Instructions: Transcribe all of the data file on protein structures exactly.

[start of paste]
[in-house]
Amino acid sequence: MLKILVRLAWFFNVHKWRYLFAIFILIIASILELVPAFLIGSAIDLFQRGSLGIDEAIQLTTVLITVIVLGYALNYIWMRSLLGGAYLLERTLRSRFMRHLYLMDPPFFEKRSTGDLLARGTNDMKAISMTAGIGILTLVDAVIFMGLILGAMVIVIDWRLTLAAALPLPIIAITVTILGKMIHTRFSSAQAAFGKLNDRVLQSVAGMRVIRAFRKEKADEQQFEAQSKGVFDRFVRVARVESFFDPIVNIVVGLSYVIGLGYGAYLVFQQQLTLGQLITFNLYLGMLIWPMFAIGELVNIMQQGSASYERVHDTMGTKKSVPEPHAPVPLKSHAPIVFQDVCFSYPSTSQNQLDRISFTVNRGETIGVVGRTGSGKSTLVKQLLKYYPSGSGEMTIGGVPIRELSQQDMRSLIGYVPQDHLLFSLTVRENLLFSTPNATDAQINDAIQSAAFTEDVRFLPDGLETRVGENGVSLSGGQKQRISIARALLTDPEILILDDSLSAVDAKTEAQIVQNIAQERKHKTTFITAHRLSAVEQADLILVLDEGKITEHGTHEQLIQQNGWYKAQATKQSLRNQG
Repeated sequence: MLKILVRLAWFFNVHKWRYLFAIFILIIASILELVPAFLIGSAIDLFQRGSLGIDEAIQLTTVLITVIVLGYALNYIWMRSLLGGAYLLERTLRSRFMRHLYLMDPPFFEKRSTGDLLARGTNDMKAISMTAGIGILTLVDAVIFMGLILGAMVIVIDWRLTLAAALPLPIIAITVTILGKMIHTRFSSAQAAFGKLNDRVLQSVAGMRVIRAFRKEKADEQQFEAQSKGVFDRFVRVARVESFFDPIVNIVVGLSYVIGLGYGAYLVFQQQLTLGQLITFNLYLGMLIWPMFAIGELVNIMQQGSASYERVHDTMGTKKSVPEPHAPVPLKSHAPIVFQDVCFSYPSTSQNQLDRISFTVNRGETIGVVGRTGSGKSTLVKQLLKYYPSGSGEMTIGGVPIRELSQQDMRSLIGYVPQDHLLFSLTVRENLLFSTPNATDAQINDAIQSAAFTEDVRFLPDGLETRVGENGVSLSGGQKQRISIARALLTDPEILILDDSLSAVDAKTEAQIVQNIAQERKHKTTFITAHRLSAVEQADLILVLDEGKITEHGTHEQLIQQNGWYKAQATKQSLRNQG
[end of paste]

[in-house]
Amino acid sequence: MLKILVRLAWFFNVHKWRYLFAIFILIIASILELVPAFLIGSAIDLFQRGSLGIDEAIQLTTVLITVIVLGYALNYIWMRSLLGGAYLLERTLRSRFMRHLYLMDPPFFEKRSTGDLLARGTNDMKAISMTAGIGILTLVDAVIFMGLILGAMVIVIDWRLTLAAALPLPIIAITVTILGKMIHTRFSSAQAAFGKLNDRVLQSVAGMRVIRAFRKEKADEQQFEAQSKGVFDRFVRVARVESFFDPIVNIVVGLSYVIGLGYGAYLVFQQQLTLGQLITFNLYLGMLIWPMFAIGELVNIMQQGSASYERVHDTMGTKKSVPEPHAPVPLKSHAPIVFQDVCFSYPSTSQNQLDRISFTVNRGETIGVVGRTGSGKSTLVKQLLKYYPSGSGEMTIGGVPIRELSQQDMRSLIGYVPQDHLLFSLTVRENLLFSTPNATDAQINDAIQSAAFTEDVRFLPDGLETRVGENGVSLSGGQKQRISIARALLTDPEILILDDSLSAVDAKTEAQIVQNIAQERKHKTTFITAHRLSAVEQADLILVLDEGKITEHGTHEQLIQQNGWYKAQATKQSLRNQG
Repeated sequence: MLKILVRLAWFFNVHKWRYLFAIFILIIASILELVPAFLIGSAIDLFQRGSLGIDEAIQLTTVLITVIVLGYALNYIWMRSLLGGAYLLERTLRSRFMRHLYLMDPPFFEKRSTGDLLARGTNDMKAISMTAGIGILTLVDAVIFMGLILGAMVIVIDWRLTLAAALPLPIIAITVTILGKMIHTRFSSAQAAFGKLNDRVLQSVAGMRVIRAFRKEKADEQQFEAQSKGVFDRFVRVARVESFFDPIVNIVVGLSYVIGLGYGAYLVFQQQLTLGQLITFNLYLGMLIWPMFAIGELVNIMQQGSASYERVHDTMGTKKSVPEPHAPVPLKSHAPIVFQDVCFSYPSTSQNQLDRISFTVNRGETIGVVGRTGSGKSTLVKQLLKYYPSGSGEMTIGGVPIRELSQQDMRSLIGYVPQDHLLFSLTVRENLLFSTPNATDAQINDAIQSAAFTEDVRFLPDGLETRVGENGVSLSGGQKQRISIARALLTDPEILILDDSLSAVDAKTEAQIVQNIAQERKHKTTFITAHRLSAVEQADLILVLDEGKITEHGTHEQLIQQNGWYKAQATKQSLRNQG